William Hague and David Cameron have defended plans to give English MPs the final say over income tax and other policies as “vital” to holding the United Kingdom together.
The Prime Minister said there was a “basic constitutional unfairness” about Scottish politicians being able to decide on issues that did not affect their constituents.
The comments came as Mr Cameron launched the Tories’ English manifesto at an event in Lincoln alongside Cabinet colleague Mr Hague.
An English manifesto highlighted commitments to each region, including developing northern train services for Yorkshire and scrapping pacer trains as well as promising further job creation.
The PM said: “English MPs will be unable to vote on the income tax paid by people in Aberdeen and Edinburgh while Scottish MPs are able to vote on the tax you pay in Birmingham or Canterbury or Leeds.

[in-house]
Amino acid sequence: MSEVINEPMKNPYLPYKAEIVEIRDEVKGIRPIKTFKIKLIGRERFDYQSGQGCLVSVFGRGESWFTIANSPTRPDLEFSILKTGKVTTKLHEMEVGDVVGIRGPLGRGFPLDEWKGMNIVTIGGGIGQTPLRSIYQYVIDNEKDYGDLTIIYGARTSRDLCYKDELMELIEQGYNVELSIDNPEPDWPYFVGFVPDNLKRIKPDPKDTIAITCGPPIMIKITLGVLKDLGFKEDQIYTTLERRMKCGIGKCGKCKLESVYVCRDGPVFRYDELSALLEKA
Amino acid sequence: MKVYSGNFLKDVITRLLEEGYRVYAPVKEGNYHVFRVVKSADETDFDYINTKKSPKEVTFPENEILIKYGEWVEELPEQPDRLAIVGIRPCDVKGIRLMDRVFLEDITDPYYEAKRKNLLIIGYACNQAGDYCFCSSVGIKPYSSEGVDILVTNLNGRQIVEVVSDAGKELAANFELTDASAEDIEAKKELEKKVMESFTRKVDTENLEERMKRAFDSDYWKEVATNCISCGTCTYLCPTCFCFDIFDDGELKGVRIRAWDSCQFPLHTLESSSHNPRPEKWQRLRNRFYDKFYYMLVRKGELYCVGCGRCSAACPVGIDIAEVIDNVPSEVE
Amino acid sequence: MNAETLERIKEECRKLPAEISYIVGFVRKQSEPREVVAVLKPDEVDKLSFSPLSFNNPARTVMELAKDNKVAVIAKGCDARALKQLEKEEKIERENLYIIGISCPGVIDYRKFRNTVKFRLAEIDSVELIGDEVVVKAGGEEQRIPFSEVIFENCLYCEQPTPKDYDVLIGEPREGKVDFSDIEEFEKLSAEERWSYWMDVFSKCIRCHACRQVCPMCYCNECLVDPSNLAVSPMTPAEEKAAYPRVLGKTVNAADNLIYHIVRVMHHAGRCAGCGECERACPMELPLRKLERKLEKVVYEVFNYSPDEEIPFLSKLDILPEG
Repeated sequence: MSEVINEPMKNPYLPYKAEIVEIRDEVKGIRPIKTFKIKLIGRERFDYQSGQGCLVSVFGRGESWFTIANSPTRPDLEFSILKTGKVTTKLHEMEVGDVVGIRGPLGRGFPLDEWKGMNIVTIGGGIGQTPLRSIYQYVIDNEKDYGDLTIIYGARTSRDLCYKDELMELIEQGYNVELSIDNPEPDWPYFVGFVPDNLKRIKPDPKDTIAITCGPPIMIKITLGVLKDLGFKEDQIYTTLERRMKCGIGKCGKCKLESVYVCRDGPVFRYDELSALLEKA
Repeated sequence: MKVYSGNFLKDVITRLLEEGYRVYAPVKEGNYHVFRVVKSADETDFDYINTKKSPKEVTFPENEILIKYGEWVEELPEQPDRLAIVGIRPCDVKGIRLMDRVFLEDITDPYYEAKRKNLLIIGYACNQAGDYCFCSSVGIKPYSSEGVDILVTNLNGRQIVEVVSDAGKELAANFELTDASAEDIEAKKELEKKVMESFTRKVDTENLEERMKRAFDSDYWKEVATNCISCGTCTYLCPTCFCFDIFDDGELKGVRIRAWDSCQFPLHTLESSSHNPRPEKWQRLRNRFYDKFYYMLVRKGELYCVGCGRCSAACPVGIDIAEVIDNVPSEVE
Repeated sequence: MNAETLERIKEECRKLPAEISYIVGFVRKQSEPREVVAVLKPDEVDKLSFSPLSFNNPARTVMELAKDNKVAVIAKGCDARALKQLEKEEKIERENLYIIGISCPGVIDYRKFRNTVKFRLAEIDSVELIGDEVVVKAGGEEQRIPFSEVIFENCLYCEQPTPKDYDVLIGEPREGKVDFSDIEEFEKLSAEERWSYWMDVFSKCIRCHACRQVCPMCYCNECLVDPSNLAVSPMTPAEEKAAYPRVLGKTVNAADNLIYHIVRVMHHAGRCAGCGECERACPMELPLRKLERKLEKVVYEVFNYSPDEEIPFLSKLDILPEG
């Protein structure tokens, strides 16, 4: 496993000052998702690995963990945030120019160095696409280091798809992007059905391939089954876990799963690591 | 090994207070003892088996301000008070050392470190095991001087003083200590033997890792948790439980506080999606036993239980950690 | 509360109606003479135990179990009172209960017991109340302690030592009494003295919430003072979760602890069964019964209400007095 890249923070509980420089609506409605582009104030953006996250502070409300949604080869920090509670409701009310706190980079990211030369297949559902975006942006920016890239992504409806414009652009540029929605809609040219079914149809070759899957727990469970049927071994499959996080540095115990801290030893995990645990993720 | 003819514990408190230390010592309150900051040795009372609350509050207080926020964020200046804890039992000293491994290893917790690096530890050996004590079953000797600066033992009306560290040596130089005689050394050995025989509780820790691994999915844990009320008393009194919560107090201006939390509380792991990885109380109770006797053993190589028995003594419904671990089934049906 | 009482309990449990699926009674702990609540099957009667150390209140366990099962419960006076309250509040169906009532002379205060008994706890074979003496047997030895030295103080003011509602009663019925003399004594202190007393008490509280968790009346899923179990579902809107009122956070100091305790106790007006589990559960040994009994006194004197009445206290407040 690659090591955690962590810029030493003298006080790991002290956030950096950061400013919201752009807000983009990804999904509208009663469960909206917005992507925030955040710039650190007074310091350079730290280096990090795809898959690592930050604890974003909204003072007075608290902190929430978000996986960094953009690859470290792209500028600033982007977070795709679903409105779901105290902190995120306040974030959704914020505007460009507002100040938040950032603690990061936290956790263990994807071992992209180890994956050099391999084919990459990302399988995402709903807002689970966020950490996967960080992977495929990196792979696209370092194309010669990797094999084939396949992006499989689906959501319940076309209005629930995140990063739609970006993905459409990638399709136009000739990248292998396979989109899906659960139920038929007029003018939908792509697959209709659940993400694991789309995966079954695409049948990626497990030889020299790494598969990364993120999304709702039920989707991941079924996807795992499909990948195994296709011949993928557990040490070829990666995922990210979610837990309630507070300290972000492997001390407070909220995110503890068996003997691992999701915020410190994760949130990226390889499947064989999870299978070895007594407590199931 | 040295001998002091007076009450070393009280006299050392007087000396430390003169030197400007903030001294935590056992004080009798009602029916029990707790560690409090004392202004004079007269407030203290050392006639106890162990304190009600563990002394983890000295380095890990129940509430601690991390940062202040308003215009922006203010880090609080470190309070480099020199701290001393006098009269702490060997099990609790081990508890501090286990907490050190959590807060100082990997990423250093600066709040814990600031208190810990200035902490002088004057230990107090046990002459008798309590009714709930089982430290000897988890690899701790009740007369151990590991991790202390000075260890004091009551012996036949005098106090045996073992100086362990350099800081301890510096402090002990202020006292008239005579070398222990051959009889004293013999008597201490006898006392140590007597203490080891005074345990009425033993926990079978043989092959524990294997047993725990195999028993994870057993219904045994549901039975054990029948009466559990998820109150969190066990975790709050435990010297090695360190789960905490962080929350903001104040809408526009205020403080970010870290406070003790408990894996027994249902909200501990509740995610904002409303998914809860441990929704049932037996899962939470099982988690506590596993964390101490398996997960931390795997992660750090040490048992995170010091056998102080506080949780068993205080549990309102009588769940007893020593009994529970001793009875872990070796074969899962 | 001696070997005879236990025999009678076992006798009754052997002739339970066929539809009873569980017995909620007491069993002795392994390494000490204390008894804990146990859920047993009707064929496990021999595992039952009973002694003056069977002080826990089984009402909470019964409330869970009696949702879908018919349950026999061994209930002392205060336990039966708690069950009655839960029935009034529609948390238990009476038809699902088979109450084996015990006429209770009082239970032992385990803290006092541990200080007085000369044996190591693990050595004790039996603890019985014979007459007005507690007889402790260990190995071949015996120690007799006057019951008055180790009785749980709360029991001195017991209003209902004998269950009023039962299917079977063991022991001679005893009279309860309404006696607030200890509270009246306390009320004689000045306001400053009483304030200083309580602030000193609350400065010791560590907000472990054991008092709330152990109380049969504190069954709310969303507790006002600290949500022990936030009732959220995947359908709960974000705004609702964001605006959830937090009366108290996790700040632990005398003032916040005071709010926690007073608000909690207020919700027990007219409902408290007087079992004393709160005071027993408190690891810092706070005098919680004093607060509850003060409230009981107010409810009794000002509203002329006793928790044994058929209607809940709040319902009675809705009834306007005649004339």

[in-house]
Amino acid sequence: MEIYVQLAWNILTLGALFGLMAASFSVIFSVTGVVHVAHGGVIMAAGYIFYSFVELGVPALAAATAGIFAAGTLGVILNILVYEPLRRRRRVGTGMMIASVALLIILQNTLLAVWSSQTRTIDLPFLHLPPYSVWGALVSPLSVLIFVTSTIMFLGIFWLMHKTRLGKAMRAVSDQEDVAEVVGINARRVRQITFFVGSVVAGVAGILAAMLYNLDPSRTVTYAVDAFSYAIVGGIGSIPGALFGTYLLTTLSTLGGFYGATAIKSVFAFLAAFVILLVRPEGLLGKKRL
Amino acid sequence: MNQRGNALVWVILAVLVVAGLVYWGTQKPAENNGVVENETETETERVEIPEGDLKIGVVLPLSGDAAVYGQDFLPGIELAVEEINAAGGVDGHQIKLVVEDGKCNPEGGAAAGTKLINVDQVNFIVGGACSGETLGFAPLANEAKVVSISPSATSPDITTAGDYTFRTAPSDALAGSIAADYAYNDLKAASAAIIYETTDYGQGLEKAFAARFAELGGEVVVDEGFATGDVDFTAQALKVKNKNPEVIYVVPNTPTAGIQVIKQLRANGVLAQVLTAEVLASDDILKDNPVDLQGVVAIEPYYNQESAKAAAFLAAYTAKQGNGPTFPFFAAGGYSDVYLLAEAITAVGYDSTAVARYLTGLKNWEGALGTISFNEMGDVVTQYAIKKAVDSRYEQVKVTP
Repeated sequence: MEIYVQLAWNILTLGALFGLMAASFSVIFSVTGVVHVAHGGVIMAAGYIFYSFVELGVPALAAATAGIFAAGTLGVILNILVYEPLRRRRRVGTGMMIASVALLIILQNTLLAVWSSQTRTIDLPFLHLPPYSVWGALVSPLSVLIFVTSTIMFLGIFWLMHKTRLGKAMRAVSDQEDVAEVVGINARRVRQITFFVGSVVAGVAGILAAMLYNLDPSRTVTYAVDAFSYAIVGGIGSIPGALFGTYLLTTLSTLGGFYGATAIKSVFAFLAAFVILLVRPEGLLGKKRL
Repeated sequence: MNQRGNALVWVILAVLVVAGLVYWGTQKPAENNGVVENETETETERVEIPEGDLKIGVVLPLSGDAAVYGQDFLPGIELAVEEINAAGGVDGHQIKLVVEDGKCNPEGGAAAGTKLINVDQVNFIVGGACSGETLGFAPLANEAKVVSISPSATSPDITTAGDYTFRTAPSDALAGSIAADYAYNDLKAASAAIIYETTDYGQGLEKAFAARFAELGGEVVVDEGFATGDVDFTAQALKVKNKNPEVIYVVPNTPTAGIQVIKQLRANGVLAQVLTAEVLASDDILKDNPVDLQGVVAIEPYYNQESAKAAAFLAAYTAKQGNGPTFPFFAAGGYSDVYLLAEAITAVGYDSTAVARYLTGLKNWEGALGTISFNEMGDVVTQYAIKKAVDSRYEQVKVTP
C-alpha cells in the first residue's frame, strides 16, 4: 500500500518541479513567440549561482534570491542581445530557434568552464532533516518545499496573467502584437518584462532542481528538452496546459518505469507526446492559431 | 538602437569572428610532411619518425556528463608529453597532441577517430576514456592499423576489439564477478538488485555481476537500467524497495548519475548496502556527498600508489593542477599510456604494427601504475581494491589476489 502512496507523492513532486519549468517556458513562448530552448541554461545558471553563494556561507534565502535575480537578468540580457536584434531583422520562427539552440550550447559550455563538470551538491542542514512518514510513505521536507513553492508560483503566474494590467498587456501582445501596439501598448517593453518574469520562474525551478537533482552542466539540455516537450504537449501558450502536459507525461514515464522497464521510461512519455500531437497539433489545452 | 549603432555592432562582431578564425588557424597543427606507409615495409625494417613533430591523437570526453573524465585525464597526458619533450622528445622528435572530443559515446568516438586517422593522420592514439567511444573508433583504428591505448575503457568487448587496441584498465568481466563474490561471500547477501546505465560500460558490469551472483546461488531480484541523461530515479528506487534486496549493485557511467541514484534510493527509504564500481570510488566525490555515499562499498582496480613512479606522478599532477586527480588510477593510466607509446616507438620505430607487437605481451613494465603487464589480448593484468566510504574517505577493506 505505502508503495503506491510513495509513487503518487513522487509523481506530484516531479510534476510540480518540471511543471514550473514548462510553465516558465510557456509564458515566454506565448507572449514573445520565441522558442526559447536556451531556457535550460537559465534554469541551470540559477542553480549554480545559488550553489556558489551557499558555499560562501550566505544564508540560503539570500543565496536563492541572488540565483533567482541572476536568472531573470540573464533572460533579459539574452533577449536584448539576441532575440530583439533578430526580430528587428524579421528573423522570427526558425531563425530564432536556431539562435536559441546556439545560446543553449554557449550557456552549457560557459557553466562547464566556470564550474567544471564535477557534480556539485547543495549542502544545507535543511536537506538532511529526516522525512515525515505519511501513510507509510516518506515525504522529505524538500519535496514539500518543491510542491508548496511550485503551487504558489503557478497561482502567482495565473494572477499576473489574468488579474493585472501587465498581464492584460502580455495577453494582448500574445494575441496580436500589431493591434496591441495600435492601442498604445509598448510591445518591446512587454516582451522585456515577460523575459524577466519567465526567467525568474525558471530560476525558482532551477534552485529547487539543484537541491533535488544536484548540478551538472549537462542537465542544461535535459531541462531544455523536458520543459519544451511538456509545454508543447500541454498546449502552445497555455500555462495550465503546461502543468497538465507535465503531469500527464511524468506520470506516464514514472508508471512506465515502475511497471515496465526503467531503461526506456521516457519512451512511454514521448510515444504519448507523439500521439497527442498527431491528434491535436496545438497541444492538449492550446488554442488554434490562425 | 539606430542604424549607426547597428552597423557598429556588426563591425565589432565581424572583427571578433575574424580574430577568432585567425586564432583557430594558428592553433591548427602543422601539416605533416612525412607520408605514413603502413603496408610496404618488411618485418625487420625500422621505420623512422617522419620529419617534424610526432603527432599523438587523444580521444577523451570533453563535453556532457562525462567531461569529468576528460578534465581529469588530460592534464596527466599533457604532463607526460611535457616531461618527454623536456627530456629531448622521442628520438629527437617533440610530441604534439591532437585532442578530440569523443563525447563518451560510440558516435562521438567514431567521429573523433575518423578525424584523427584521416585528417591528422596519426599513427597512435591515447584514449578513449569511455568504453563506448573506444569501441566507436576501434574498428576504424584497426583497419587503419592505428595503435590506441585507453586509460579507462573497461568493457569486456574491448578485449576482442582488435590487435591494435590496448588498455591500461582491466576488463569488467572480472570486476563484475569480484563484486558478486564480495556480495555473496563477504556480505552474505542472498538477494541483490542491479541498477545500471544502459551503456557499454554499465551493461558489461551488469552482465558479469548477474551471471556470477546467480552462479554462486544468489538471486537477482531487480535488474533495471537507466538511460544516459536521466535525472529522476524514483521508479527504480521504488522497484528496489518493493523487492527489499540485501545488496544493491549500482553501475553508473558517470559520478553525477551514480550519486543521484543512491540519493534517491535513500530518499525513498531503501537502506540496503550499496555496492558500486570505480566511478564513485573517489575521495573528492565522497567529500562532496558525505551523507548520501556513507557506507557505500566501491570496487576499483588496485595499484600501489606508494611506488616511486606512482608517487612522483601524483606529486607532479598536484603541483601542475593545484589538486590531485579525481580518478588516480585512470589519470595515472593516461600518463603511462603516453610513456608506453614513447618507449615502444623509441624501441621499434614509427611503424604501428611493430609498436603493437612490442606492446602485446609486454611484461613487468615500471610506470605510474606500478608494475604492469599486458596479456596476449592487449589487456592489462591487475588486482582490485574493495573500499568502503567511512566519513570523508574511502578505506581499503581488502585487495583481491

“It is simply unfair. And with English votes for English laws we will put it right.”
Mr Hague said the proposals meant English MPs would have an “effective veto” on measures that only affect their constituents.
“The current situation is manifestly unfair, undemocratic and unsustainable,” he said.
SNP leader Nicola Sturgeon accused Mr Cameron of a direct breach of the post-referendum promise of more powers for Scotland with his English-only manifesto, especially on plans to give English MPs the final say on income tax rates south of the border.